Dean Jacobson on the Revitalization of Minors & Cross-Listed Courses
There have been many drastic changes to Yeshiva University lately, some good and some bad, and others simply confusing. Whether it be the merge between Yeshiva College and Stern College faculty, the complete renovation to the Wilf Campus Library, or the removal of First Year Seminar from the Core Curriculum, there seems to be constant chatter around the Heights of what is coming next. Currently, murmurs of particular interest are the revitalization of minors and cross-listed core/major courses.
Ever since the core surfaced, but increasingly in recent months, students became aware of cross-listed core/major courses. That is, certain classes are listed both under a core requirement and a major. For instance, the course Intro to American Public Policy, taught by Professor Jamie Aroosi, is listed both under HBSI (Human Behavior and Social Institutions) and Political Science.
Seemingly, this is a great idea because it allows YU to offer one class for two separate and distinct requirements. However, some students are wary and apprehensive of this system for a myriad of reasons. Firstly, it allows students to circumvent the system, by allowing them to sign up for a course under the major CRN and then post-facto switch into the “full” core by way of a YU administrator. Although this may benefit that specific student, it limits the space in a class available to students within the major, who may now get closed out come registration. In addition, students in these courses who register for them as a major course generally feel that having non-major students dilutes the rigor of the course along with the in-class discussion. Students feel most upset because it appears to be yet another instance of YU negatively impacting their education due to budgetary constraints.
After relaying these issues to Yeshiva College’s new Associate Dean for Academic Affairs, Dean Joanne Jacobson, she seemed to be acutely aware and responsive to the matter. Although she acknowledged that this setup was created in part due to YU’s precarious financial situation, she truly believes that there are positives to the current manner in which core classes are cross-listed with major courses.
Dean Jacobson firmly believes that non-major students in cross-listed courses do not take away from the rigor or in-class conversation because the only courses that are cross-listed are introductory ones. And, even before the core curriculum was designed, non-major students would register for such introductory courses because they do not have any pre-requisites. Moreover, Dean Jacobson made it very clear that students attempting to maneuver their way into core courses after they register for the major CRN will not be allowed or tolerated in the future. In fact, during registration for the fall semester in the spring, e-mails from the registrar warning students such registration would not be granted “post-facto” switches and students would not be satisfying their core requirements if they registered under the major CRN.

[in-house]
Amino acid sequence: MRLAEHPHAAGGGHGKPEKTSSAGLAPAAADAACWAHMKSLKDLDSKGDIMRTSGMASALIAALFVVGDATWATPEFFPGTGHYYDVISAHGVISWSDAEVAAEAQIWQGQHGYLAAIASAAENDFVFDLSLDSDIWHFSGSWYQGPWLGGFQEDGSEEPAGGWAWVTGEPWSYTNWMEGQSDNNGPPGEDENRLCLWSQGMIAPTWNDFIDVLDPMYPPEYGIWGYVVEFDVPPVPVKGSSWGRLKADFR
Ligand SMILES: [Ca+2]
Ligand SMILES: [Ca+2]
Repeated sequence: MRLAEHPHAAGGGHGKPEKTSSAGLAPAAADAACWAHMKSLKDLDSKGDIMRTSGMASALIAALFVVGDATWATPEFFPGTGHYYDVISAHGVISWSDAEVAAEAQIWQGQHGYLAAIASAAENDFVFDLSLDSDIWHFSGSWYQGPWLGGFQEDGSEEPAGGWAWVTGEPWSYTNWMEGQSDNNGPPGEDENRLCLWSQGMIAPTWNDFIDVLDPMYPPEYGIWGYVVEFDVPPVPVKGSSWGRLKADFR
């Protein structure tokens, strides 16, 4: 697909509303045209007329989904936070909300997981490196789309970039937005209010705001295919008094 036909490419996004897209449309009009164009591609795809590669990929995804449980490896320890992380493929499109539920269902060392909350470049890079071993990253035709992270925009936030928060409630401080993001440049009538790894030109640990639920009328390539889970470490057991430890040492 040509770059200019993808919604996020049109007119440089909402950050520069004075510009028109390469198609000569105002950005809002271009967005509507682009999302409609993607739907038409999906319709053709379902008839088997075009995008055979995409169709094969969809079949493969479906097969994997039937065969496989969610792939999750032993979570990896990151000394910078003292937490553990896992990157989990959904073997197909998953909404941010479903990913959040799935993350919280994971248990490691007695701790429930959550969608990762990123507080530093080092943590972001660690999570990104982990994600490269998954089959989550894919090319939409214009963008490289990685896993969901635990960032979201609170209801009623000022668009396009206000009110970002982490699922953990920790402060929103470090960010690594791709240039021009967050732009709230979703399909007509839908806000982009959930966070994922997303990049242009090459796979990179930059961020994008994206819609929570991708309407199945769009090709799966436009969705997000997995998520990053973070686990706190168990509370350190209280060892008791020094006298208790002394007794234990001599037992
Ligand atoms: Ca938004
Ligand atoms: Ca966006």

Originally, Yeshiva planned to hire more faculty to staff the core, but obviously they were not able to do so. The core curriculum was the first major revision to YU’s general education in over 20 years. Dean Jacobson admits that there are issues with the core, but “even without the pressures from budgetary restraints, there is no question that [we] would have wanted to return and ask ourselves what problems have emerged and find solutions for them.” Next semester, things will stay, for the most part, how they currently stand. Beginning in the 2016-2017 school year, however, the core revision will be completed, with hopes that it will be even stronger then it is now and here to stay for an extended period of time.
Another area that the dean’s office hopes to revive is the culture of having a meaningful minor. As it currently stands, many students at YU do have minors and it certainly is not a requirement nor a dominant ideology of the institution. Dean Jacobson views this as a “missed opportunity,” especially because one of the goals of the core curriculum is for students to find hidden interests and pursue them. Dean Jacobson wants to see minors more as something “students want to think about” and hopefully “create a situation in which core classes can also count towards a minor requirement.” This arrangement could really allow students to develop the interest incited within them by the core and give them a secondary area of expertise when they graduate.
Dean Jacobson believes that creating minors by combining core classes with a few classes in a certain sphere of study would be extremely beneficial to students. She does not want to create another requirement; rather, she wants to create another opportunity for students to further develop their skills in a particular area, while changing the academic culture on campus to one that embraces multifaceted academic pursuits.
Of course, as always, budgetary issues are at play in the conversation, so spending money to create completely new curriculum is unlikely. Therefore, what is great about this idea is that the university already possesses all the materials and resources that would be needed. Another advantage would be that students could get creative and construct their own, unique minor, tailored to their personal specifications and interests. Additionally, it would create more camaraderie among staff, since members of different departments would have to communicate and work together to create these minors. According to Dean Jacobson, “this could only be value added to a degree and to one’s college experience.” Although these ideas have not been approved by the faculty and administration yet, they will be under discussion during the current academic year. With the hope that these updates get passed, Dean Jacobson foresees great academic achievement among students in the near future.